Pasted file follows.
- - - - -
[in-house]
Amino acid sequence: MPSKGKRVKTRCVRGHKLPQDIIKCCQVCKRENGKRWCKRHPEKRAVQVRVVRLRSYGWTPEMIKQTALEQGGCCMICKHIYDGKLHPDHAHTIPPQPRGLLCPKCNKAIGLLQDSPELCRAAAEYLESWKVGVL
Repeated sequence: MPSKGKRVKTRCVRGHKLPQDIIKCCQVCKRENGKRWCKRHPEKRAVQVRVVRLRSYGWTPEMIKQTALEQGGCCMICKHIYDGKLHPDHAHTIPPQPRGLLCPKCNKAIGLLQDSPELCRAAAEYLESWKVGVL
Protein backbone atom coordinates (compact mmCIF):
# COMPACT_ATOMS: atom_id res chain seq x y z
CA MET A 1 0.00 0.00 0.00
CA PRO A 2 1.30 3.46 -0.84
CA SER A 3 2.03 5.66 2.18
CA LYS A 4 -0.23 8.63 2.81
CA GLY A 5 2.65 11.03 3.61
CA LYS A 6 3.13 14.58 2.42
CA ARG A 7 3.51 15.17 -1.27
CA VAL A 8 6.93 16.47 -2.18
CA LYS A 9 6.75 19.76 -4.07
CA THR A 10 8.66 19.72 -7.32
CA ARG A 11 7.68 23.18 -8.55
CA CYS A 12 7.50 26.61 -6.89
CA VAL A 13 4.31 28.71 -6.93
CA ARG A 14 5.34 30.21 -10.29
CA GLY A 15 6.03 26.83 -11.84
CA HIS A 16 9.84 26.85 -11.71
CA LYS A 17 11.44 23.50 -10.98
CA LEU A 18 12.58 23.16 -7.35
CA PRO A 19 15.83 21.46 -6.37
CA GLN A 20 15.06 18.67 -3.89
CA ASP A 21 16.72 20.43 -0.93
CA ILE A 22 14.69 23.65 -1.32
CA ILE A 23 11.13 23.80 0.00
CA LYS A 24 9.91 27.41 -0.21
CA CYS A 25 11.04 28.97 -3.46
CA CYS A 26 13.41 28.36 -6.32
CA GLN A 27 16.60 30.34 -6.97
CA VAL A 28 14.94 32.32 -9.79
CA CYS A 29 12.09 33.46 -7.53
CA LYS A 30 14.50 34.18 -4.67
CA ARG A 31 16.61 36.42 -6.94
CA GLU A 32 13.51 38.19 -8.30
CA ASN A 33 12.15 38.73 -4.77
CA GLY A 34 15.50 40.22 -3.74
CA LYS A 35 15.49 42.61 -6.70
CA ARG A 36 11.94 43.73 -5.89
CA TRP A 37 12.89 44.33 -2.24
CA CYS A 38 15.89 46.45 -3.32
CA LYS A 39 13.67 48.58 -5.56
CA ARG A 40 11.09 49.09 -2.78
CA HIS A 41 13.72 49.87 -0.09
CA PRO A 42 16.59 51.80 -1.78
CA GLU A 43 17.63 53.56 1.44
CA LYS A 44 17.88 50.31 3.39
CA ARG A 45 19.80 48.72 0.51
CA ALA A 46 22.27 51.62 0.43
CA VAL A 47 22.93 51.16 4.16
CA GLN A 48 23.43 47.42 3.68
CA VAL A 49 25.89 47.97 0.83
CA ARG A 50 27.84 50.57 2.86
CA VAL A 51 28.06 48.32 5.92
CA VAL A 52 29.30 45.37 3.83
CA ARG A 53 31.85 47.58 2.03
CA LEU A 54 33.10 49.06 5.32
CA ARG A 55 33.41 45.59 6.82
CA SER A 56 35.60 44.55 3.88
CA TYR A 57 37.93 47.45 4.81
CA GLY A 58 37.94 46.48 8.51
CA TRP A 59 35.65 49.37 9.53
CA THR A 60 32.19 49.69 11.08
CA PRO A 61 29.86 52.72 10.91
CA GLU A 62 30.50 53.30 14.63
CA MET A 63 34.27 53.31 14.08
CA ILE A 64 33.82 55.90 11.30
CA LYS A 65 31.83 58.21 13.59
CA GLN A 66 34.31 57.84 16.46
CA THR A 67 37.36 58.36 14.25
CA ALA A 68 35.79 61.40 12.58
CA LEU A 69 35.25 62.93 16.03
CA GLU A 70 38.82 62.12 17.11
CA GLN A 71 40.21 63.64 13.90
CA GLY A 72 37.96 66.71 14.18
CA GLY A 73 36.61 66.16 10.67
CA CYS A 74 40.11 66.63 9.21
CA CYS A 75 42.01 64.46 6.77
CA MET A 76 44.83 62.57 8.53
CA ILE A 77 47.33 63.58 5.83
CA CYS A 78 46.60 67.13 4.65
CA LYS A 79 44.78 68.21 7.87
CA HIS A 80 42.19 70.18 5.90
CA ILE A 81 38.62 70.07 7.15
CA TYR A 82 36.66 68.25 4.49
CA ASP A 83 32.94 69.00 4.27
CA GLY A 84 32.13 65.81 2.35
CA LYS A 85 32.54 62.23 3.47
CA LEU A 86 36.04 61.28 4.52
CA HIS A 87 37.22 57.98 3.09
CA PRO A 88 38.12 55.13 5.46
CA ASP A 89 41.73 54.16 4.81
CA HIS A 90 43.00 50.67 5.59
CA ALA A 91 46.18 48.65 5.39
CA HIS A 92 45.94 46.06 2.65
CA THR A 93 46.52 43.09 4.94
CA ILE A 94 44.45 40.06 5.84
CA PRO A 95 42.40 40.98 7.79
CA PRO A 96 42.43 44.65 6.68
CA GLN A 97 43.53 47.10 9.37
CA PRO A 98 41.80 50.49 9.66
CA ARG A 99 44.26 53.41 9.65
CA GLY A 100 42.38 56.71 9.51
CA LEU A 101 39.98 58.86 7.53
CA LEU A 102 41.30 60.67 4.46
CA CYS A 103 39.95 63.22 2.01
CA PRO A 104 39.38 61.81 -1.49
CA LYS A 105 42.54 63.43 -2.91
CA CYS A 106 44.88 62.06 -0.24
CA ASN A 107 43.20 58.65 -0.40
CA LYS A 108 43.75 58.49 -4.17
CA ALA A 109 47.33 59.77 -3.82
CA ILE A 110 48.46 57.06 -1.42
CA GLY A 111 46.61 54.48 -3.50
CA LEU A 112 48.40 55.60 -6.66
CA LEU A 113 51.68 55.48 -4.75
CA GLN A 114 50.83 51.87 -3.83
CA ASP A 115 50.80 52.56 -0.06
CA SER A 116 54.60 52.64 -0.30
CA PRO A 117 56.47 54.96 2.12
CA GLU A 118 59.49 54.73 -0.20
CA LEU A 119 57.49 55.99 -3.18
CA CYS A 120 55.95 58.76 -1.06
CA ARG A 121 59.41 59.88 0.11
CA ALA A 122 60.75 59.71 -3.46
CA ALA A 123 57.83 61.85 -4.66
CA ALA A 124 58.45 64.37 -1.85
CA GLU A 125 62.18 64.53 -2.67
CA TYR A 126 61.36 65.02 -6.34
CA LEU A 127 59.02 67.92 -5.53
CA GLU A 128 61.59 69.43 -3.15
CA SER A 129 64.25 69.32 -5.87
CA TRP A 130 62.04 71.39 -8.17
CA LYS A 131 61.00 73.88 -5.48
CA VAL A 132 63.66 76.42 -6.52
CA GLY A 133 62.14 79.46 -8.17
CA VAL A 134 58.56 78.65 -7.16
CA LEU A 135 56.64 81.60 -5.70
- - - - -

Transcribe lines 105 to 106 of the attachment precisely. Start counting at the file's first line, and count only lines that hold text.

CA GLY A 100 42.38 56.71 9.51
CA LEU A 101 39.98 58.86 7.53